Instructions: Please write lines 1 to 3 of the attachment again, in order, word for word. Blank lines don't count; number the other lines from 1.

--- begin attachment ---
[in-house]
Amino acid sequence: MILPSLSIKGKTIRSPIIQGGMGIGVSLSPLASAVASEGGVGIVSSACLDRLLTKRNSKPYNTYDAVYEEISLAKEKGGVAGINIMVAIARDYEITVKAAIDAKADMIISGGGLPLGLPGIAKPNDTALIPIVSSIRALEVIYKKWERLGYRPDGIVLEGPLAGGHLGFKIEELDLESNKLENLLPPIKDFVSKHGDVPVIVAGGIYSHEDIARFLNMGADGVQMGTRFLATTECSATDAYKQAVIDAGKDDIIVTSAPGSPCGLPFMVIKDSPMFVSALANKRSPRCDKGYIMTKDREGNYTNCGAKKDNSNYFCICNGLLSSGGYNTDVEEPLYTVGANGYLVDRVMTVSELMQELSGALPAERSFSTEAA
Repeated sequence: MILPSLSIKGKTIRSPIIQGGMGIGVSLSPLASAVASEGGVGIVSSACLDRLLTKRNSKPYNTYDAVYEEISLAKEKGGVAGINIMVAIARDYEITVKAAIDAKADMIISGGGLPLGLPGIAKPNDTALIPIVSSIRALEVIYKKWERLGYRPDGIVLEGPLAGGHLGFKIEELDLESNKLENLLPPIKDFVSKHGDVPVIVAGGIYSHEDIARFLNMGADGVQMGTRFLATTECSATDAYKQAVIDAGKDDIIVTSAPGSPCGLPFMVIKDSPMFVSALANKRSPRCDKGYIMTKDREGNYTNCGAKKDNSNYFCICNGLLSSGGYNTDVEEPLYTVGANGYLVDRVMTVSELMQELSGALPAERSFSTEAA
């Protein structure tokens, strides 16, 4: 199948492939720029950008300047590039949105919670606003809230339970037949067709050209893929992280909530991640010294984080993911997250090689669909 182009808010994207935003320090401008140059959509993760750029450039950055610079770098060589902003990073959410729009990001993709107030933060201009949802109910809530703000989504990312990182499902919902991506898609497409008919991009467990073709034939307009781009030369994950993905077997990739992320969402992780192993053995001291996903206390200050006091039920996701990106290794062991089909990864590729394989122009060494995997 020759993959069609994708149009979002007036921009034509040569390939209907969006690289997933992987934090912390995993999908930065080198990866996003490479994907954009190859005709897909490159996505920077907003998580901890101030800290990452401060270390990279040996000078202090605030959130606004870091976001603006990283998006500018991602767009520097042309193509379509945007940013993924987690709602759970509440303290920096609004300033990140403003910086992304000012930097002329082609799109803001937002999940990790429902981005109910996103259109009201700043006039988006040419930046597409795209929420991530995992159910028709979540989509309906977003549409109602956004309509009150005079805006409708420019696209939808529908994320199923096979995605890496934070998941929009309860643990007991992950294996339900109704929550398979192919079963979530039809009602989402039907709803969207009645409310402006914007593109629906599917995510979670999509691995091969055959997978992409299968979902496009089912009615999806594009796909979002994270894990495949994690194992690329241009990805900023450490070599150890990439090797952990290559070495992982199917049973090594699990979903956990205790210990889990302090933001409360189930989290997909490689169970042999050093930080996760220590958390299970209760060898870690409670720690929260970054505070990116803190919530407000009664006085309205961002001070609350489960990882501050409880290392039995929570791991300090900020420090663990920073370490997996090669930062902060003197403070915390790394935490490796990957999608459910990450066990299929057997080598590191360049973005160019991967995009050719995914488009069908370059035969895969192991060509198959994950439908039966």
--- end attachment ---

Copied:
[in-house]
Amino acid sequence: MILPSLSIKGKTIRSPIIQGGMGIGVSLSPLASAVASEGGVGIVSSACLDRLLTKRNSKPYNTYDAVYEEISLAKEKGGVAGINIMVAIARDYEITVKAAIDAKADMIISGGGLPLGLPGIAKPNDTALIPIVSSIRALEVIYKKWERLGYRPDGIVLEGPLAGGHLGFKIEELDLESNKLENLLPPIKDFVSKHGDVPVIVAGGIYSHEDIARFLNMGADGVQMGTRFLATTECSATDAYKQAVIDAGKDDIIVTSAPGSPCGLPFMVIKDSPMFVSALANKRSPRCDKGYIMTKDREGNYTNCGAKKDNSNYFCICNGLLSSGGYNTDVEEPLYTVGANGYLVDRVMTVSELMQELSGALPAERSFSTEAA
Repeated sequence: MILPSLSIKGKTIRSPIIQGGMGIGVSLSPLASAVASEGGVGIVSSACLDRLLTKRNSKPYNTYDAVYEEISLAKEKGGVAGINIMVAIARDYEITVKAAIDAKADMIISGGGLPLGLPGIAKPNDTALIPIVSSIRALEVIYKKWERLGYRPDGIVLEGPLAGGHLGFKIEELDLESNKLENLLPPIKDFVSKHGDVPVIVAGGIYSHEDIARFLNMGADGVQMGTRFLATTECSATDAYKQAVIDAGKDDIIVTSAPGSPCGLPFMVIKDSPMFVSALANKRSPRCDKGYIMTKDREGNYTNCGAKKDNSNYFCICNGLLSSGGYNTDVEEPLYTVGANGYLVDRVMTVSELMQELSGALPAERSFSTEAA